New data suggests positive benefits in switching treatment for breast cancer patients

New data presented at a major international breast cancer conference1 indicate that post-menopausal women with early breast cancer who have their adjuvant therapy changed from tamoxifen to anastrozole, are less likely to experience a relapse of the disease than those who remain on tamoxifen. Furthermore, women who have their therapy changed are less likely to suffer from a serious drug-related side effect. These promising data are from the landmark ITA (Intergruppo Tamoxifen Arimidex) trial involving 449 Italian patients with hormone sensitive early breast cancer. These results provide further evidence that there is now a highly effective and better-tolerated treatment alternative to tamoxifen for post-menopausal women with early breast cancer.

The results from the ITA study suggest that, in addition to better disease-free survival, women already receiving tamoxifen, the current gold standard, who switched their treatment to Arimidex¨, were less likely to suffer from serious side effects commonly associated with tamoxifen, such as blood clots or endometrial cancer, than those women who continued to take tamoxifen.

In discussing these new findings, Professor Jeffery Tobias, University College Medical School and University College Hospitals, London, England, commented, “In my view, these new data are extremely important. They imply that patients already taking tamoxifen may also be candidates for treatment with anastrozole and this is the first time we have been in a position to make such a statement. These data certainly add to the growing body of evidence supporting the use of anastrozole in the adjuvant setting.”

Following surgery to remove a breast tumour, women are usually given a hormonal treatment known as adjuvant therapy, for a period of five years, to help prevent the breast cancer from returning. Although tamoxifen revolutionized the treatment of breast cancer when it was launched over 25 years ago, it is unfortunately associated with a number of serious side effects, such as endometrial cancer, deep vein thrombosis and stroke.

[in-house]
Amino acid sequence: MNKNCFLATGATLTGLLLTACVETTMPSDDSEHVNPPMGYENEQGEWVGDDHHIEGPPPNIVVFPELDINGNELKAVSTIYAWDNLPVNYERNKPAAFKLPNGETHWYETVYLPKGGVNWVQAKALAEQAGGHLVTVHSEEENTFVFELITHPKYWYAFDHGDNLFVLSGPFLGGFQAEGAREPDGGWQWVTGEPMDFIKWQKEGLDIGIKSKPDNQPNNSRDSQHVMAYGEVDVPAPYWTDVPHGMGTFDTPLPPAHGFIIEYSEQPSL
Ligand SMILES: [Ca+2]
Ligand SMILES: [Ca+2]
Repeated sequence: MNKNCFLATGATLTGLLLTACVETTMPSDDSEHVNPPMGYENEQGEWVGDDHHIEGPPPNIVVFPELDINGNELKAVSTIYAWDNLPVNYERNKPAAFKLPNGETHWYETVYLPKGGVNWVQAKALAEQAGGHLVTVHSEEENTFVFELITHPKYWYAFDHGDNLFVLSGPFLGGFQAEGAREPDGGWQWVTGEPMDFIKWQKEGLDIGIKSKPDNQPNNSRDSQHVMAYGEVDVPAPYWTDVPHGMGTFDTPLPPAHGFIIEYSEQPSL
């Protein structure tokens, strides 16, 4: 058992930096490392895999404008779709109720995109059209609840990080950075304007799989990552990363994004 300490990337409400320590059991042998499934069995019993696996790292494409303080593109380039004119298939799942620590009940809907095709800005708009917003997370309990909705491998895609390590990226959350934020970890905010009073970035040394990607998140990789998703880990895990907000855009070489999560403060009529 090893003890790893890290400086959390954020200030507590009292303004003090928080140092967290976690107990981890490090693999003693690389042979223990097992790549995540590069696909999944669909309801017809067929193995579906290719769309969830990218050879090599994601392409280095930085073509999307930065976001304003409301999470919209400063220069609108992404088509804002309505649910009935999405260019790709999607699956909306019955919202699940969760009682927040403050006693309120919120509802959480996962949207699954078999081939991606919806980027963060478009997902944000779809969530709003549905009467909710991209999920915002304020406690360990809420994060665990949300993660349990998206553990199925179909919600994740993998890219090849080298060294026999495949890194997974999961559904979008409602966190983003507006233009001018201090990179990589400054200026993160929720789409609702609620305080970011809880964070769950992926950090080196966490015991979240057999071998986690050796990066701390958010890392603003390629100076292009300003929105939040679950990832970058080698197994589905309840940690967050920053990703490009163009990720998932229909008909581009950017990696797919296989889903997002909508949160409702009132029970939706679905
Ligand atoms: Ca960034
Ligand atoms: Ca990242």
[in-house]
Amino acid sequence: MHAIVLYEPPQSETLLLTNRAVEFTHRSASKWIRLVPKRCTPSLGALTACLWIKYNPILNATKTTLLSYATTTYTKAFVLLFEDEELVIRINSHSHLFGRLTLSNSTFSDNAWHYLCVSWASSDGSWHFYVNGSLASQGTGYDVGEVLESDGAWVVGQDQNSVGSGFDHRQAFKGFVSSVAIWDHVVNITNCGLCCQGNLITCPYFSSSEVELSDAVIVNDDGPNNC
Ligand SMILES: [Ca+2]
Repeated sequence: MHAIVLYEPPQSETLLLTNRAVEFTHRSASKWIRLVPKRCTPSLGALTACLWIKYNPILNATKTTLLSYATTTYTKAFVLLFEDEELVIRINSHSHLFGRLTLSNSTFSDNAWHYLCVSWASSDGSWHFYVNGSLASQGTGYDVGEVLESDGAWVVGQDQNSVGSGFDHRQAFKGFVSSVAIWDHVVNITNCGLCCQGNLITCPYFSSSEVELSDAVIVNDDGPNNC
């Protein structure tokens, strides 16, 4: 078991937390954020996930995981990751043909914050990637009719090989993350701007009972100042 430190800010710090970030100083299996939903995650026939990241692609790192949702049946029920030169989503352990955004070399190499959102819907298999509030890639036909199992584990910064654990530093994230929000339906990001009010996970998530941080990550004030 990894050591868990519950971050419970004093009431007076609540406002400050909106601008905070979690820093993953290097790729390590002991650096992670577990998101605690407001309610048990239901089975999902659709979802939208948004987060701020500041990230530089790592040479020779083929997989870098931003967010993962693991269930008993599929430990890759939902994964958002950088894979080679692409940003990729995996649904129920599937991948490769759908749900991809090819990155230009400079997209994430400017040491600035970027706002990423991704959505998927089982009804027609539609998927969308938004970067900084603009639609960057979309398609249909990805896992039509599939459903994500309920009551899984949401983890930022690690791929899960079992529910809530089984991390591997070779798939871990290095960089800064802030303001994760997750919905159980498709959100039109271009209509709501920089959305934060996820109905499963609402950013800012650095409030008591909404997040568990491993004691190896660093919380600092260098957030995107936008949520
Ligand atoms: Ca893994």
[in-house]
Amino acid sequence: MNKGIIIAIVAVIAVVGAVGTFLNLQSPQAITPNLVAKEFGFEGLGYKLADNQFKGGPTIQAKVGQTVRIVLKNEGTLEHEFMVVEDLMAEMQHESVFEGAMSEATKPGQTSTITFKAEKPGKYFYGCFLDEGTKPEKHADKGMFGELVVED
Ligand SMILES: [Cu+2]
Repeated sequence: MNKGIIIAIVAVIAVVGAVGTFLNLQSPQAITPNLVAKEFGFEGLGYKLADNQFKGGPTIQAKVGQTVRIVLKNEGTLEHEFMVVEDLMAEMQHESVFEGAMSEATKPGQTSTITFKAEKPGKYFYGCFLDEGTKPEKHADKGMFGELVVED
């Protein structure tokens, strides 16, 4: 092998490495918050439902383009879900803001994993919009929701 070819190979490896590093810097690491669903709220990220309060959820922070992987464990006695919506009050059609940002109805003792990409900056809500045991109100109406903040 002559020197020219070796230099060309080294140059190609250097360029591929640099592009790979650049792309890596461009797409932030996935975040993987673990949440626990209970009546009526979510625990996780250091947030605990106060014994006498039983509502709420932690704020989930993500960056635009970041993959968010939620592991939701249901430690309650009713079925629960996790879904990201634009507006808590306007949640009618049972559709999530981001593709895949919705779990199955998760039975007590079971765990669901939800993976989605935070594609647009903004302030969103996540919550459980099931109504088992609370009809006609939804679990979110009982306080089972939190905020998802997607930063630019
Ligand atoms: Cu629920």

In 2001, the first results of the ATAC (Arimidex, Tamoxifen, Alone or in Combination) trial, a clinical trial comparing tamoxifen with a newer drug, Arimidex¨, were published. Results of this study, involving over 9,300 patients worldwide, showed that in post-menopausal women with newly diagnosed, early breast cancer (meaning those women who were not already taking a hormonal treatment), Arimidex¨ was more effective than tamoxifen in preventing the return of the cancer, and was less likely to result in serious side effects. As expected, based on the pharmacology of both treatments, the tamoxifen treated group did show tolerability benefits in terms of musculoskeletal disorders and fractures.

Based on the ATAC trial results, Arimidex® has been approved as an adjuvant treatment for post-menopausal women with hormone receptor-positive early breast cancer in 26 countries, including the USA, UK, Japan, Australia, Switzerland, Germany, and Spain. Arimidex¨ is currently under review by Health Canada for use as an adjuvant treatment of early breast cancer.

There remains, however, a large number of women who were prescribed tamoxifen before these results became available and are now part way through their recommended five-year treatment course. Until now, there has been no evidence to indicate whether they would be better off changing their therapy to the newer drug or they should continue taking tamoxifen. The latest ITA trial results represent the first and only data needed to answer this important question.